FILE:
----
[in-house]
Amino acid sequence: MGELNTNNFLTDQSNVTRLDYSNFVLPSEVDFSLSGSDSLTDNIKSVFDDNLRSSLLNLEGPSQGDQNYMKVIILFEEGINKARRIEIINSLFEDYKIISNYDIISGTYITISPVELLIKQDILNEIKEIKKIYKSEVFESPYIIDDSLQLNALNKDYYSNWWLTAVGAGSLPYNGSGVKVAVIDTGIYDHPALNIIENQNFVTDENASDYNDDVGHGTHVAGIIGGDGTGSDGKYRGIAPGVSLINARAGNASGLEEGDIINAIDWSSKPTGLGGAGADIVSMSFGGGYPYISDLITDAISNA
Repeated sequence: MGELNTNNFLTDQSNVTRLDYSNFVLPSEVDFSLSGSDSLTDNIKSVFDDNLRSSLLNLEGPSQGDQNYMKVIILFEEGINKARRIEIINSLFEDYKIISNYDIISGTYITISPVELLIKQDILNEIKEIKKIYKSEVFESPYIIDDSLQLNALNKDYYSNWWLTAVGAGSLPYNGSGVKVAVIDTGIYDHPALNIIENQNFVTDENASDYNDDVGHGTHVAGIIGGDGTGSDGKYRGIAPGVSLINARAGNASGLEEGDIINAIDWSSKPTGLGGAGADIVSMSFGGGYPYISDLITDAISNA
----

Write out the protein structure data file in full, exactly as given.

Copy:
[in-house]
Amino acid sequence: MGELNTNNFLTDQSNVTRLDYSNFVLPSEVDFSLSGSDSLTDNIKSVFDDNLRSSLLNLEGPSQGDQNYMKVIILFEEGINKARRIEIINSLFEDYKIISNYDIISGTYITISPVELLIKQDILNEIKEIKKIYKSEVFESPYIIDDSLQLNALNKDYYSNWWLTAVGAGSLPYNGSGVKVAVIDTGIYDHPALNIIENQNFVTDENASDYNDDVGHGTHVAGIIGGDGTGSDGKYRGIAPGVSLINARAGNASGLEEGDIINAIDWSSKPTGLGGAGADIVSMSFGGGYPYISDLITDAISNA
Repeated sequence: MGELNTNNFLTDQSNVTRLDYSNFVLPSEVDFSLSGSDSLTDNIKSVFDDNLRSSLLNLEGPSQGDQNYMKVIILFEEGINKARRIEIINSLFEDYKIISNYDIISGTYITISPVELLIKQDILNEIKEIKKIYKSEVFESPYIIDDSLQLNALNKDYYSNWWLTAVGAGSLPYNGSGVKVAVIDTGIYDHPALNIIENQNFVTDENASDYNDDVGHGTHVAGIIGGDGTGSDGKYRGIAPGVSLINARAGNASGLEEGDIINAIDWSSKPTGLGGAGADIVSMSFGGGYPYISDLITDAISNA